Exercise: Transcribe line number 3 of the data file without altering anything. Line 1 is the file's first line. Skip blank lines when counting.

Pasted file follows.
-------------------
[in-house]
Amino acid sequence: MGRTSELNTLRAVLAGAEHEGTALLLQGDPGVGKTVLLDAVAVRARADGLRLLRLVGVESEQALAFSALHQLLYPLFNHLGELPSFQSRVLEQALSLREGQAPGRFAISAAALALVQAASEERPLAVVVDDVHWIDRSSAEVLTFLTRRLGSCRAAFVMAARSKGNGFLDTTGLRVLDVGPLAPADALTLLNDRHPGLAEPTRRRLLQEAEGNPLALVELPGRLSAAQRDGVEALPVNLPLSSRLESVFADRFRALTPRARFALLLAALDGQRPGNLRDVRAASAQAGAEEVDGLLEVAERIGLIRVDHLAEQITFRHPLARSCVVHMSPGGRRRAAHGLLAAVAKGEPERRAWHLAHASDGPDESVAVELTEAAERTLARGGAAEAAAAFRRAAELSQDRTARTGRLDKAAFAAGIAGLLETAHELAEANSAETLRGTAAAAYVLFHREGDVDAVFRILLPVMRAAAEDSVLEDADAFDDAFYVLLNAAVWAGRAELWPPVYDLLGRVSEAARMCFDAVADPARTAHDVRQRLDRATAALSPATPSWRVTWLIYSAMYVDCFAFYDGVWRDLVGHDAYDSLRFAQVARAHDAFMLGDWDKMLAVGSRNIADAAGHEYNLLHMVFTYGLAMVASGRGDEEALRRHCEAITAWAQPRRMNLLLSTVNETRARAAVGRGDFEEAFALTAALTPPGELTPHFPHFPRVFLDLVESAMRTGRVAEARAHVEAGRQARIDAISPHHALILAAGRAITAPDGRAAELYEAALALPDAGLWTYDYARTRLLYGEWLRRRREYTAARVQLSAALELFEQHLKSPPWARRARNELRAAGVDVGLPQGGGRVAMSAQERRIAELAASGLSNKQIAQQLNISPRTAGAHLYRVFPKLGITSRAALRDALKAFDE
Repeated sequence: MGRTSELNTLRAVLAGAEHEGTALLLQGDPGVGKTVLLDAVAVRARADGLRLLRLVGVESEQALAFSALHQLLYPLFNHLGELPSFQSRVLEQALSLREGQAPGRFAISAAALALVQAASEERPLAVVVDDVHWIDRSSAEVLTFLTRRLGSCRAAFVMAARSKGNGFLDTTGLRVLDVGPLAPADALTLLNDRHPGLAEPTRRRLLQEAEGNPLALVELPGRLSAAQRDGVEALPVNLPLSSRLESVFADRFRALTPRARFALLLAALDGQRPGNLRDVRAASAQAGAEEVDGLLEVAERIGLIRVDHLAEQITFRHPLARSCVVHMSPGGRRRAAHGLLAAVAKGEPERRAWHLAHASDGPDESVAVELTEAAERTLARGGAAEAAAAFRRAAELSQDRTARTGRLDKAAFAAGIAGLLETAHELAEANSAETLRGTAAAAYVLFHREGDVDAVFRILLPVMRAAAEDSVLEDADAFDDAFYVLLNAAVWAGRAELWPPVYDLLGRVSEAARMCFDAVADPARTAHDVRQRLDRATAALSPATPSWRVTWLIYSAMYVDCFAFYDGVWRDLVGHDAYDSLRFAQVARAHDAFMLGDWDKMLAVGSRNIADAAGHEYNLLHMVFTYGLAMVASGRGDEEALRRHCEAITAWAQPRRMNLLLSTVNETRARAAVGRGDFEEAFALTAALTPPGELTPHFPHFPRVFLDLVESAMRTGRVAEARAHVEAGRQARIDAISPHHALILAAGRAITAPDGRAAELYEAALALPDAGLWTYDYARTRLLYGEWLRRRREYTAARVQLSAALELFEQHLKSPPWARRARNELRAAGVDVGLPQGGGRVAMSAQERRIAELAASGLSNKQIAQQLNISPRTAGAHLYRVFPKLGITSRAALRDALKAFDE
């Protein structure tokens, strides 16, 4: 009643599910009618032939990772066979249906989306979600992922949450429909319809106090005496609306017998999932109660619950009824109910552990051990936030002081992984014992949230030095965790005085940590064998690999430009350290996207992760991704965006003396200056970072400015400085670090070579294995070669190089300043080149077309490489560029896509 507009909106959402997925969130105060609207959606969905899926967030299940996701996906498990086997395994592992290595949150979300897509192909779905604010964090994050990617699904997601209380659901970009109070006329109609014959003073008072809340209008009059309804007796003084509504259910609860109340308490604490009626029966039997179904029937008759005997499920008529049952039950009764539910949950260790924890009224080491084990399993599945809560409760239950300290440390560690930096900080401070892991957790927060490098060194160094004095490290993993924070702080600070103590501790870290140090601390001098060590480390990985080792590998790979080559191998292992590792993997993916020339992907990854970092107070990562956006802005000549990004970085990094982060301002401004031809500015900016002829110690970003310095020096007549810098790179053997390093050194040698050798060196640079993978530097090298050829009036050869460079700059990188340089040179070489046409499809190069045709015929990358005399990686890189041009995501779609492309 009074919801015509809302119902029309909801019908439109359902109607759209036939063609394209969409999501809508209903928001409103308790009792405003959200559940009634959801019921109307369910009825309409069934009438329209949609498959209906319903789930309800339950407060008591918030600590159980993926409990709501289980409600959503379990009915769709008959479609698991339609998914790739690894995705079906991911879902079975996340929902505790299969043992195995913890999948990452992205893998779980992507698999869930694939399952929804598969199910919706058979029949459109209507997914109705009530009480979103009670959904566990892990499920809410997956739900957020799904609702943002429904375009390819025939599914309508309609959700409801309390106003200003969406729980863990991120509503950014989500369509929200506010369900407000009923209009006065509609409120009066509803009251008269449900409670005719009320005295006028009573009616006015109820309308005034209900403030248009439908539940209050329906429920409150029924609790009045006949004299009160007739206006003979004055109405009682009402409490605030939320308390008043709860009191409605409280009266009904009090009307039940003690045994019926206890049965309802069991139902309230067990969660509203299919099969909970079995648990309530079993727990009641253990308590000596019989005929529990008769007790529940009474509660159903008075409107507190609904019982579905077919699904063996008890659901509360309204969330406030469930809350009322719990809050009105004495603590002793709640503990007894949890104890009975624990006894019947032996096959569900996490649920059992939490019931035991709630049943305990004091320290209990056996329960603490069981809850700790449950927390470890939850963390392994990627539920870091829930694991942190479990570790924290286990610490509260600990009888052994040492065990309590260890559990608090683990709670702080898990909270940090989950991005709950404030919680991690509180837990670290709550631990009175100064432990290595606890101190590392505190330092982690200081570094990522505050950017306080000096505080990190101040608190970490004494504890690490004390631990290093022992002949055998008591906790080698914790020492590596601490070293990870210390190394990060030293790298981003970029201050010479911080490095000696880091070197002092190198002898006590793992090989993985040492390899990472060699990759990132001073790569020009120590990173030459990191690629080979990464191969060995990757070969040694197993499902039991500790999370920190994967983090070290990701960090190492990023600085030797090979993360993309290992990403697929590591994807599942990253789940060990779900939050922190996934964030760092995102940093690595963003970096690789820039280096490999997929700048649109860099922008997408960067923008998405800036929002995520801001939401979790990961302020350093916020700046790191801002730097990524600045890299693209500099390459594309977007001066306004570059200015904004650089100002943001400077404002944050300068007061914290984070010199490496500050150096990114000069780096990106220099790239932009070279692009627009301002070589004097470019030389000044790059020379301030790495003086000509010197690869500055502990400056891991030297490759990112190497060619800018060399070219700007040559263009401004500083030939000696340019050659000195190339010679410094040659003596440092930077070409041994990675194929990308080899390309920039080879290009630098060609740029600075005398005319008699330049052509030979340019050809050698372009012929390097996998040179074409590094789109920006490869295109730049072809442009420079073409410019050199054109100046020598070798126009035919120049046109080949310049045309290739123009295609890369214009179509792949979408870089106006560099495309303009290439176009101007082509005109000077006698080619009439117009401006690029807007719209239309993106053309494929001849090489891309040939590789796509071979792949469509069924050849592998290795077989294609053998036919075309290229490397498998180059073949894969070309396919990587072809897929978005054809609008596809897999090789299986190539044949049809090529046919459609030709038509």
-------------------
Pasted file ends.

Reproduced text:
Repeated sequence: MGRTSELNTLRAVLAGAEHEGTALLLQGDPGVGKTVLLDAVAVRARADGLRLLRLVGVESEQALAFSALHQLLYPLFNHLGELPSFQSRVLEQALSLREGQAPGRFAISAAALALVQAASEERPLAVVVDDVHWIDRSSAEVLTFLTRRLGSCRAAFVMAARSKGNGFLDTTGLRVLDVGPLAPADALTLLNDRHPGLAEPTRRRLLQEAEGNPLALVELPGRLSAAQRDGVEALPVNLPLSSRLESVFADRFRALTPRARFALLLAALDGQRPGNLRDVRAASAQAGAEEVDGLLEVAERIGLIRVDHLAEQITFRHPLARSCVVHMSPGGRRRAAHGLLAAVAKGEPERRAWHLAHASDGPDESVAVELTEAAERTLARGGAAEAAAAFRRAAELSQDRTARTGRLDKAAFAAGIAGLLETAHELAEANSAETLRGTAAAAYVLFHREGDVDAVFRILLPVMRAAAEDSVLEDADAFDDAFYVLLNAAVWAGRAELWPPVYDLLGRVSEAARMCFDAVADPARTAHDVRQRLDRATAALSPATPSWRVTWLIYSAMYVDCFAFYDGVWRDLVGHDAYDSLRFAQVARAHDAFMLGDWDKMLAVGSRNIADAAGHEYNLLHMVFTYGLAMVASGRGDEEALRRHCEAITAWAQPRRMNLLLSTVNETRARAAVGRGDFEEAFALTAALTPPGELTPHFPHFPRVFLDLVESAMRTGRVAEARAHVEAGRQARIDAISPHHALILAAGRAITAPDGRAAELYEAALALPDAGLWTYDYARTRLLYGEWLRRRREYTAARVQLSAALELFEQHLKSPPWARRARNELRAAGVDVGLPQGGGRVAMSAQERRIAELAASGLSNKQIAQQLNISPRTAGAHLYRVFPKLGITSRAALRDALKAFDE